In this chapter you have learned how to handle events in your applications and in your applets. Events are fundamental to all window-based applications, as well as most applets, so you'll be applying the techniques you have seen this chapter throughout the rest of the book.
The most important points I have discussed in this chapter are:
A user interaction generates an event in the context of a component.
Two categories of events are associated with a component: low-level events from the mouse or keyboard, or window system events such as opening or closing a window; and semantic events that represent component actions such as pressing a button or selecting a menu item.
Both low-level and semantic events can arise simultaneously.
An event for a component can be handled by the component object itself, or by a separate object that implements a listener interface corresponding to the event type.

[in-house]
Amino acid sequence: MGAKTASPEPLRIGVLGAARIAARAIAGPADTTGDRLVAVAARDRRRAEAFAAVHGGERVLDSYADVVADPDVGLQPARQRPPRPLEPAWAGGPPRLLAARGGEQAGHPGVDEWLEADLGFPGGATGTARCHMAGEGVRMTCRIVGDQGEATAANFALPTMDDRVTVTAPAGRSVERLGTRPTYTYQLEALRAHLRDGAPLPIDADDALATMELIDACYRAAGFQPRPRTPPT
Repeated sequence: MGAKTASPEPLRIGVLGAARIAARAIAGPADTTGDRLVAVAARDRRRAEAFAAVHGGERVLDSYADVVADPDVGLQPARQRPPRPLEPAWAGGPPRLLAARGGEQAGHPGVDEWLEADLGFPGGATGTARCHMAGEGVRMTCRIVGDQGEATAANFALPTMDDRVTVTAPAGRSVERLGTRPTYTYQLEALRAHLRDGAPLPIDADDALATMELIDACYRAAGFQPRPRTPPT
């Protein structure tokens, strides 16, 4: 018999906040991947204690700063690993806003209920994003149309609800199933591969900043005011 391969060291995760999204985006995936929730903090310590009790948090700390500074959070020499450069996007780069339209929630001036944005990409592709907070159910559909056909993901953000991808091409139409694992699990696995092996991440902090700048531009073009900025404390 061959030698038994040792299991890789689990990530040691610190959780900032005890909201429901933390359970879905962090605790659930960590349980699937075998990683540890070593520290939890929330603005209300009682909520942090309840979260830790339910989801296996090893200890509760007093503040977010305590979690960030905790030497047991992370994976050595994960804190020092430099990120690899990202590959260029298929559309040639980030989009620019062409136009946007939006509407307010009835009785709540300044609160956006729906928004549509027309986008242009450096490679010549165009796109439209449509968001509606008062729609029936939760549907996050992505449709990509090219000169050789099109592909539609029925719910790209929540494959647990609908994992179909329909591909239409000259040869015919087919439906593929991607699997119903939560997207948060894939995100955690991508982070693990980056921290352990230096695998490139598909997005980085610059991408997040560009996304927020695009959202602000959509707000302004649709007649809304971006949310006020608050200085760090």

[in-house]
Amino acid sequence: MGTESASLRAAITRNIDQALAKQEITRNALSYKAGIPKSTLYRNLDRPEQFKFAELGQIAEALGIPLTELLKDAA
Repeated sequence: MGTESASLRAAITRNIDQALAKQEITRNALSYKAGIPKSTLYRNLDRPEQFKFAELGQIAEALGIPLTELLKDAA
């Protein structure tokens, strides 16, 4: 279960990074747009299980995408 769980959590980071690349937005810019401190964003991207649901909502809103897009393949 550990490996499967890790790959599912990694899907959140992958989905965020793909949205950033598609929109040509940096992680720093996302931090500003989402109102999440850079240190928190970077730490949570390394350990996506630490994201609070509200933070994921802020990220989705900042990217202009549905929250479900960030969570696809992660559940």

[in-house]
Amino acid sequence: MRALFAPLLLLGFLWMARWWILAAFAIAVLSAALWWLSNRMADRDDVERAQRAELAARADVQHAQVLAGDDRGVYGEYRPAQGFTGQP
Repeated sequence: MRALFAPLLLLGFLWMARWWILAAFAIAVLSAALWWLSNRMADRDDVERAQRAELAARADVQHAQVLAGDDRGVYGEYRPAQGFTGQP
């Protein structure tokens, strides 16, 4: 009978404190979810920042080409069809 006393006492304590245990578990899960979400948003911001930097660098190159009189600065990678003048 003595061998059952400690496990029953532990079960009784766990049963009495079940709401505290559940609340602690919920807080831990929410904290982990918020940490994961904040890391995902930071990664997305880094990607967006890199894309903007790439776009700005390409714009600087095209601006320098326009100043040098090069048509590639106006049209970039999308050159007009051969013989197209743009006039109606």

A component that is to handle its own events does so by calling its enableEvents() method and implementing the class method to process the kind of event that has been enabled.
A listener object that is registered with a component will receive notification of the events originating with the component that correspond to the type(s) of events the listener can handle.
A listener interface for low-level events requires several event-handling methods to be implemented.
A listener interface for semantic events declares a single event-handling method.
An adapter class defines a set of empty methods ...